Vancouver-based East Africa Metals (TSX-V:EAM) submitted two mining licence applications for the company’s Da Tambuk and Mato Bula Gold deposits at its 100% owned Adyabo Project, located in the Tigray National Regional State, 600 kilometres north of the Ethiopian capital Addis Ababa.
In a press release, East Africa’s CEO, Andrew Lee Smith, said that following the Ethiopian government’s recent approval of the mining licence for the nearby Terakimti Oxide Gold Project, the company realized that holding two additional deposits within a 20-kilometre footprint in an area of well-developed air, road, and power infrastructure offered “exceptional potential for project development.”
Mineral resources at Da Tambuk have been defined as 775,000 tonnes at 4.51 grams per tonne gold and 2.4 grams per tonne silver, containing 112,000 ounces of gold and 59,000 ounces of silver, to a drilled depth of 200 metres. Mineralization occurs in two sub-parallel zones with a strike length of 650 metres in a northeast-southwest direction, a vertical extent of 200 metres and horizontal widths up to 50 metres.
Mato Bula, on the other hand, shows 2,280,000 tonnes grading 3.74 grams per tonne gold, 0.28% copper and 1.1 gram per tonne silver, containing 278,000 ounces of gold, 14 million pounds copper and 70,000 ounces of silver, to a drilled depth of 450 metres. Similar to Da Tambuk, the mineralized zone is open along strike and to depth and mineralization occurs in three sub-parallel zones with a strike length of 850 metres in a northeast-southwest direction, a vertical extent of up to 450 metres and a horizontal width of up to 80 metres. The southern part of Mato Bula, the company says, has a higher copper content relative to gold. The overall Au:Cu ratio is 8.1 to 1.
According to East Africa, metallurgical test work conducted on samples from Da Tambuk indicated that the gold in the composite sample is not refractory and responds well to industry standard agitated cyanide leaching technology. “Based on these results, it is envisioned that conventional crushing and grinding followed by Carbon in Leach or Carbon in Pulp and carbon adsorption-desorption would be the appropriate technology for precious metals recovery at Da Tambuk,” the miner’s statement reads.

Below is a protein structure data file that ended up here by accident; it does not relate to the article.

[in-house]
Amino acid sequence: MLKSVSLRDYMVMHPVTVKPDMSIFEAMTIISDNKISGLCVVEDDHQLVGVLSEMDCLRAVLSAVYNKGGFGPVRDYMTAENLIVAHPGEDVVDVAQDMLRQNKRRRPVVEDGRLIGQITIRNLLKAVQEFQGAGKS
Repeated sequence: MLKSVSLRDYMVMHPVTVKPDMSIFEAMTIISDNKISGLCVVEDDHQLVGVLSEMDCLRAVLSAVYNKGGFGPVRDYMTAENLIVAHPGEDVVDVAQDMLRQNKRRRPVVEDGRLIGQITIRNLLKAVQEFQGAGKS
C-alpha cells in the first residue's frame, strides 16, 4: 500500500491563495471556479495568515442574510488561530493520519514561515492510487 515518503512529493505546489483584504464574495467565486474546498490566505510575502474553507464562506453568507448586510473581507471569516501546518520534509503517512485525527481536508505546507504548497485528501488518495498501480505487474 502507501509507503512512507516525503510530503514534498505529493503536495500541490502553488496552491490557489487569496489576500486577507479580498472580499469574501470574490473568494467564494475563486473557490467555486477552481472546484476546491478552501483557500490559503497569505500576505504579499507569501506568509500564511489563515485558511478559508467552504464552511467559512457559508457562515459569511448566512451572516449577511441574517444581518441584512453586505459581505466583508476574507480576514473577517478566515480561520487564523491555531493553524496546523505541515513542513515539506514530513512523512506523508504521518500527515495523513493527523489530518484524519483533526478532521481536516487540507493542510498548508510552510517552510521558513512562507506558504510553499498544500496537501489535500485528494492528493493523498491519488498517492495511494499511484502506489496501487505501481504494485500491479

In Mato Bulla, on the other hand, copper and gold recovery to flotation concentrate was 93% and 83% respectively with concentrate grades of 27% copper and 166 g/t gold. Additional gold recovery was achieved by agitated cyanide leaching of gold-bearing flotation products (pyrite concentrate and copper cleaner tailings). With a combination of flotation and leaching, the overall gold recovery was 89%. “Based on these test results it is envisioned that a process utilizing conventional crushing and grinding followed by flotation to produce a gold-rich copper concentrate, combined with agitated leaching of flotation products in a C.I.L or C.I.P. circuit, would be the appropriate technology for the recovery of gold and copper at Mato Bula,” the company explained.
In the communiqué, East Africa also assured that it already has a completed, independently performed Environmental and Socio Impact Assessment which concluded that the local population and the regional government supports its endeavours.